Osada, H.
October 2010
Reproductive BioMedicine Online (Reproductive Healthcare Limited;Oct2010 S3 Supplemen, Vol. 20, pS14
Academic Journal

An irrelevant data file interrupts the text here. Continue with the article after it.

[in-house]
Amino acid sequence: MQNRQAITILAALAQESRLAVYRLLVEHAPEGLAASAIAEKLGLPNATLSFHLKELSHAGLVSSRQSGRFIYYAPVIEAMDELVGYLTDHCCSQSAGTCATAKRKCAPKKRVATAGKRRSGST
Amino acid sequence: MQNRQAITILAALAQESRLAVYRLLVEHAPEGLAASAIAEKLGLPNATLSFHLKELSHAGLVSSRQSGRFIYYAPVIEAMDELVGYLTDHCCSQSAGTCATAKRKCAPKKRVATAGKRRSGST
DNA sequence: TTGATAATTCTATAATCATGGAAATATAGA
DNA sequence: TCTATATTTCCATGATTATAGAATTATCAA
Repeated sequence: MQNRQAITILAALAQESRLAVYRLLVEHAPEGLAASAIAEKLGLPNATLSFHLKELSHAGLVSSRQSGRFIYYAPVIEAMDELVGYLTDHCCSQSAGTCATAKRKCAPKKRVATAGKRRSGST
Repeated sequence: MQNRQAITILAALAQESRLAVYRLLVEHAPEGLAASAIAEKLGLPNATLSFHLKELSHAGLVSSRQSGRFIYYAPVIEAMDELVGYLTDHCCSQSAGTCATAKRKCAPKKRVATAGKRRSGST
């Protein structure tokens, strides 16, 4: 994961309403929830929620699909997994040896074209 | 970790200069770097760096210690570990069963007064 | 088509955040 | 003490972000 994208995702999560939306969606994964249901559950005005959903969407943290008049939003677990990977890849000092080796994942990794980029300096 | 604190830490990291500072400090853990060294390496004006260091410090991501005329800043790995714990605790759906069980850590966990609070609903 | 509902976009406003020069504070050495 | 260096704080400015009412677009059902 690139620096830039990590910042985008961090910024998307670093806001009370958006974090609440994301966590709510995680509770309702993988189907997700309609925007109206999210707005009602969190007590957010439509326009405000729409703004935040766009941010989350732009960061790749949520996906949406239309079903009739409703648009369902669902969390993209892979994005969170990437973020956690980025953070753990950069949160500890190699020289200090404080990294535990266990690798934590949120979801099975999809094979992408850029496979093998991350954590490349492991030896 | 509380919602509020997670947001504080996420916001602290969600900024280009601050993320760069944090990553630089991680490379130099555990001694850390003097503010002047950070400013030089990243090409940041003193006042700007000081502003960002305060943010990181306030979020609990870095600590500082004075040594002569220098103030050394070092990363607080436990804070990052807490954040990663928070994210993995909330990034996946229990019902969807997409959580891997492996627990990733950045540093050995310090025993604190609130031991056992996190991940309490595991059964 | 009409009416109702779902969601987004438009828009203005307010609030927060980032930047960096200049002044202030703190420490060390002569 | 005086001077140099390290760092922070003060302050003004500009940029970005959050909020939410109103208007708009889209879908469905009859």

Introduction: Severe case of adenomyosis is not only a cause of infertility, but may include severe dysmenorrhea, thus may interfere with a woman's well-being. Routine conservative surgery for adenomyosis involves a wedge resection of the involved uterine tissue, followed by approximating the remaining myometrium and serosa. However, this method may retain unexcised affected tissue, and thus result in an unsatisfactory post surgical prognosis such as being incapable of sustaining a normal pregnancy. Our proposed treatment for severe cases of adenomyosis involves wide complete excision of affected tissues to reduce post surgical dysmenorrhea, followed by a triple-flap reconstruction of the uterine wall to prevent ruptures in subsequent pregnancies. Methods: 1. Resection and removal of all adenomyosis-affected myometrium: The affected tissue is vertically incised, to split the area to be excised in two, the incision is extended to the uterine cavity. The tissue to be excised is grasped and placed under tension with Martin forceps. The tissue is adequately dissected free with scissors, with care taken to retain a serosal flap with a layer of myometrium, as well as a medial flap containing both endometrium and myometrium. The tissue flaps, both medial and distal must be more than 5mm in thickness to assure adequate material for the reconstruction of the uterine wall. It is essential to introduce an index finger into the uterine cavity to assure maintenance of an adequate medial flap thickness. Special care must be taken to prevent damage to the Fallopian tubes. 2. Reconstruction of the uterine cavity: Care must be taken to retain sufficient endometrium to allow reconstruction of an adequate uterine cavity. In cases of an over abundance of endometrial tissue, excess amounts must be removed to secure a more physiological uterine cavity. 3. Reconstruction of the uterine wall: Reconstruction of the middle portion of the uterine wall involves approximation of the myometrial musculature to ablate the space created by the excision of diseased tissue. The serosa including adequate myometrium is dissected free with a scalpel to form the third flap. The serosal or distal and third flap is then approximated to finish the reconstruction. 4. Hemostasis and application of hemostatic barriers for prevention of adhesion: The last step of this method is to apply TachoComb®, a Fibrin adhesive in sheet form, to the uterine surface for the control of oozing. The applied TachoComb® is firmly anchored and works as physical barriers, thus contributing to the reduction of post surgical adhesions. Results: Clinical post surgical evaluation was performed using the Visual Analog Scale (VAS) to assess dysmenorrheal and hypermenorrhea at 3, 6, 12, 24 months after surgery. We performed the procedures on 104 patients during the period between June 1998 and August 2008. Of the 26 women desired to conceive, 16 (61.5%) subsequently conceived. Of these, 4 women conceived spontaneously and 12 women conceived by in vitro fertilization and embryo transfer (IVF-ET). Two women who had IVF-ET experienced a spontaneous abortion; 14 went to term and all were delivered by elective Caesarean section. There were no cases of uterine complications to the pregnancies. The triple-flap reconstruction of the uterine wall following wide adequate excision of adenomyosis tissue in women with hypermenorrhea and/or dysmenorrhea resulted in a dramatic reduction in both menstrual cramping and menstrual flow volume post surgically and gave women chances to become pregnant.


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